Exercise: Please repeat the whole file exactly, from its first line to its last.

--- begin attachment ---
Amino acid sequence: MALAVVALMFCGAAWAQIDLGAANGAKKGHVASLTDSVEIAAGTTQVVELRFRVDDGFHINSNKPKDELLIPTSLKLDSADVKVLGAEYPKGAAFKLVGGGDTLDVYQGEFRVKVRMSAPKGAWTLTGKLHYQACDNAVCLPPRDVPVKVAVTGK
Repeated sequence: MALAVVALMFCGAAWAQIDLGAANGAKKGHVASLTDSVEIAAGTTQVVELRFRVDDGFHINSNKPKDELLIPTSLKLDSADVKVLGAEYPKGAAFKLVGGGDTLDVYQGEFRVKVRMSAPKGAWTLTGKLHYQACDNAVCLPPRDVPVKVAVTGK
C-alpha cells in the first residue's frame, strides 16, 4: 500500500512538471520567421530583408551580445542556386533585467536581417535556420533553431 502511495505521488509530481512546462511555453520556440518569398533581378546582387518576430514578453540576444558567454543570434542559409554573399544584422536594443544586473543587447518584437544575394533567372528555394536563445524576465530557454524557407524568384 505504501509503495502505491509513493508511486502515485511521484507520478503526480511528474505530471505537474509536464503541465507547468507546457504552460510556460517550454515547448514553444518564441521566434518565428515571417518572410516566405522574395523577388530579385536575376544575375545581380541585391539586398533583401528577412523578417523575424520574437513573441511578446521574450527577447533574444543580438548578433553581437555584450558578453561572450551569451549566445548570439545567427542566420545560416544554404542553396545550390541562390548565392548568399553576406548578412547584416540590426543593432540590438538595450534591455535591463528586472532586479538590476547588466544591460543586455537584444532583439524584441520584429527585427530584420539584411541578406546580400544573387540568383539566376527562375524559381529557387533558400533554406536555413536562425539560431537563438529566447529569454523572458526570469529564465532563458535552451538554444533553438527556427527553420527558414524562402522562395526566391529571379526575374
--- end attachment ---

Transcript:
Amino acid sequence: MALAVVALMFCGAAWAQIDLGAANGAKKGHVASLTDSVEIAAGTTQVVELRFRVDDGFHINSNKPKDELLIPTSLKLDSADVKVLGAEYPKGAAFKLVGGGDTLDVYQGEFRVKVRMSAPKGAWTLTGKLHYQACDNAVCLPPRDVPVKVAVTGK
Repeated sequence: MALAVVALMFCGAAWAQIDLGAANGAKKGHVASLTDSVEIAAGTTQVVELRFRVDDGFHINSNKPKDELLIPTSLKLDSADVKVLGAEYPKGAAFKLVGGGDTLDVYQGEFRVKVRMSAPKGAWTLTGKLHYQACDNAVCLPPRDVPVKVAVTGK
C-alpha cells in the first residue's frame, strides 16, 4: 500500500512538471520567421530583408551580445542556386533585467536581417535556420533553431 502511495505521488509530481512546462511555453520556440518569398533581378546582387518576430514578453540576444558567454543570434542559409554573399544584422536594443544586473543587447518584437544575394533567372528555394536563445524576465530557454524557407524568384 505504501509503495502505491509513493508511486502515485511521484507520478503526480511528474505530471505537474509536464503541465507547468507546457504552460510556460517550454515547448514553444518564441521566434518565428515571417518572410516566405522574395523577388530579385536575376544575375545581380541585391539586398533583401528577412523578417523575424520574437513573441511578446521574450527577447533574444543580438548578433553581437555584450558578453561572450551569451549566445548570439545567427542566420545560416544554404542553396545550390541562390548565392548568399553576406548578412547584416540590426543593432540590438538595450534591455535591463528586472532586479538590476547588466544591460543586455537584444532583439524584441520584429527585427530584420539584411541578406546580400544573387540568383539566376527562375524559381529557387533558400533554406536555413536562425539560431537563438529566447529569454523572458526570469529564465532563458535552451538554444533553438527556427527553420527558414524562402522562395526566391529571379526575374